Aims: To conduct a hormonal and biochemical studies on 10 patients with diagnosis of probable Nodding Syndrome (NS). Study Design: A cross-sectional study Place and Duration of Study: Atanga Health Center III in Pader District in Northern Uganda in September 2012. Methodology: We recruited consecutively 10 children with probable Nodding Syndrome who had been admitted for symptomatic management of seizures, injuries resulting from falls and nutritional rehabilitation. History, physical examinations, biophysical measurements (anthropometry) and blood investigations including serum electrolytes, liver function tests, thyroid hormones and vitamin D assays. Ethical approval was obtained from Gulu University Institutional Review Committee. Results: All children had severely low serum calcium and bicarbonate levels and a high Anion Gap. Thyroid hormones and vitamin D assays were largely normal. Conclusion: Children with Nodding Syndrome undergoing treatment for seizure control and nutritional rehabilitation have high Anion Gap metabolic acidosis.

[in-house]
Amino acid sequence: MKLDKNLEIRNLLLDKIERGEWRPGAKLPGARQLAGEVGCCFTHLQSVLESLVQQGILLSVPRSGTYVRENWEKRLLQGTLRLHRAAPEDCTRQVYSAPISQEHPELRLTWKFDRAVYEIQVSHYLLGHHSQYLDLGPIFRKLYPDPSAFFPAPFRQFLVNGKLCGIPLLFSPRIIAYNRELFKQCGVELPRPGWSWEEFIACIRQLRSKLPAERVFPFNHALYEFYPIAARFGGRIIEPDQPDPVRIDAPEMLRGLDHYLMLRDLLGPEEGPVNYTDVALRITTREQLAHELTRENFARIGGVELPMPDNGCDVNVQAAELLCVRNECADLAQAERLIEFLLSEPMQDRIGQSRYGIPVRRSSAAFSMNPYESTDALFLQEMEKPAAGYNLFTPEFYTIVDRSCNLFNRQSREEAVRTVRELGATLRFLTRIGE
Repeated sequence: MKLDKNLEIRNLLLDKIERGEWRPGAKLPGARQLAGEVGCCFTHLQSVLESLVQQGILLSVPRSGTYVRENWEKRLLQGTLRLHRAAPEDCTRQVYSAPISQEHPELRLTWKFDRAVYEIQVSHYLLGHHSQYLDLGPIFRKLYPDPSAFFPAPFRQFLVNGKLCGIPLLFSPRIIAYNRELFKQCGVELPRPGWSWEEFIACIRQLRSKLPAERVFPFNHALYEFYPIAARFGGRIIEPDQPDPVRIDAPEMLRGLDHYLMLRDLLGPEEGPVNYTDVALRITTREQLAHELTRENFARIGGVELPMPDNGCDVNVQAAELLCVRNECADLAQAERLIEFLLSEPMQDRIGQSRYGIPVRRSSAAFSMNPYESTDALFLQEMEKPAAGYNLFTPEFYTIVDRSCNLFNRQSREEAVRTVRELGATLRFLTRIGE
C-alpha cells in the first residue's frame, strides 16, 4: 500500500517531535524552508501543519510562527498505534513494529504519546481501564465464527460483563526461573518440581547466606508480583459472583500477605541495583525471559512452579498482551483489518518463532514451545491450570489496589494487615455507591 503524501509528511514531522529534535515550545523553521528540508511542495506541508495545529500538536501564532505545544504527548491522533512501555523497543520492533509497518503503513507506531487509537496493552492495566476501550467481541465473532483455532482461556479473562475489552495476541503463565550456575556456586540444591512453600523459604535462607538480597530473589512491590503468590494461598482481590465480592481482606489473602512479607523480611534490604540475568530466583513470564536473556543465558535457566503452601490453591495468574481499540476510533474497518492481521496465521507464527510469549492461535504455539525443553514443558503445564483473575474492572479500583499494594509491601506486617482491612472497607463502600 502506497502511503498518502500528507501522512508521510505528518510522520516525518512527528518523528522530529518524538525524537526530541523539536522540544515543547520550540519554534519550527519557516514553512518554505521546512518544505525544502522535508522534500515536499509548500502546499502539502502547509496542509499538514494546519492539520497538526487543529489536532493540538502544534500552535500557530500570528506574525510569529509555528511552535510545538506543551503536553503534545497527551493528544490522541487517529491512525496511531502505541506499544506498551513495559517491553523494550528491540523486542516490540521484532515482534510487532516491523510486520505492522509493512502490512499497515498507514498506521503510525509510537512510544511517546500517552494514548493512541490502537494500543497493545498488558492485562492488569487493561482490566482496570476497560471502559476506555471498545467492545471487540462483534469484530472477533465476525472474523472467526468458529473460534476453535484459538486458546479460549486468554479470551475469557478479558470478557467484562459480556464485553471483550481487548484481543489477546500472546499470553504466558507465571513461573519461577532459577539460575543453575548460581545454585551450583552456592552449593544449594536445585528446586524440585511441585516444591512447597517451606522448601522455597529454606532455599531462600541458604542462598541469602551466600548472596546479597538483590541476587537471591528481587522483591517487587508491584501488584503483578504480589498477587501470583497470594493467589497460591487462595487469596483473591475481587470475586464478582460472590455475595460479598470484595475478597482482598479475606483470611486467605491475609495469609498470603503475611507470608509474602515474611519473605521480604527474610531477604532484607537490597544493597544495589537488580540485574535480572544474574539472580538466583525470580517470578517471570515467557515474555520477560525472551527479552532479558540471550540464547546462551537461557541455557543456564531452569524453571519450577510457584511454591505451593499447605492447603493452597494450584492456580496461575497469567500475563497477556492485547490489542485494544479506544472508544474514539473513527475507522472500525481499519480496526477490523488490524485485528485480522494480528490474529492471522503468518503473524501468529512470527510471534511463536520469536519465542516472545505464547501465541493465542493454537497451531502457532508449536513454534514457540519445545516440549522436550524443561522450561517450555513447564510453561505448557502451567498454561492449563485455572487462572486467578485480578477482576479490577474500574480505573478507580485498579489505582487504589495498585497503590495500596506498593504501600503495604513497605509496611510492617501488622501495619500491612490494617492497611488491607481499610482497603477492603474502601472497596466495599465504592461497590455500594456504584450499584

Background: Protein energy malnutrition is a significant cause of morbidity and mortality in children between the ages of 12 and 59 months and diarrhoea has been shown to have a bi-directional relationship with malnutrition. Mid upper arm circumference (MUAC) has been shown to be a useful indicator of malnutrition in children aged 12 to 59 months. Objective: To determine the nutritional status of children aged 12 to 59 months with diarrhoea using mid upper arm circumference (MUAC). Method: Over a 6 month period, all children aged 12 to 59 months who presented to the Niger Delta University Teaching Hospital (NDUTH) with diarrhoea were consecutively recruited into the study. Information on their ages, diarrhoeal type, duration and frequency as well as parental educational level and occupation were obtained and recorded into a proforma. MUACs were measured and recorded to the nearest 0.1cm. Results: There were 144 children with a male to female ratio of 1.3:1. The mean MUAC was 14.25 ± 2.46cm with a steady increase with age from13.45 ± 1.99cm at 12 to 23 months to 16.50 ± 0.58cm at 48 to 59 months. Using MUAC measurements, 19 (13.2%) of the children were malnourished, with 7 (4.9%) having severe acute malnutrition and 12 (8.3%) having moderate acute malnutrition (MAM). Seventeen (11.8%) of the children were at risk of malnutrition. Children with chronic diarrhoea and ages ranging from 12 to 23 months had significantly lower MUACs with χ2 and p values of 19.58 (0.000) and 7.99 (0.005) respectively. Conclusion: Under nutrition is an important problem in children aged 12 to 59 months with diarrhoea. There is need to pay extra attention to nutritional status of this age group especially during episodes of diarrhoea.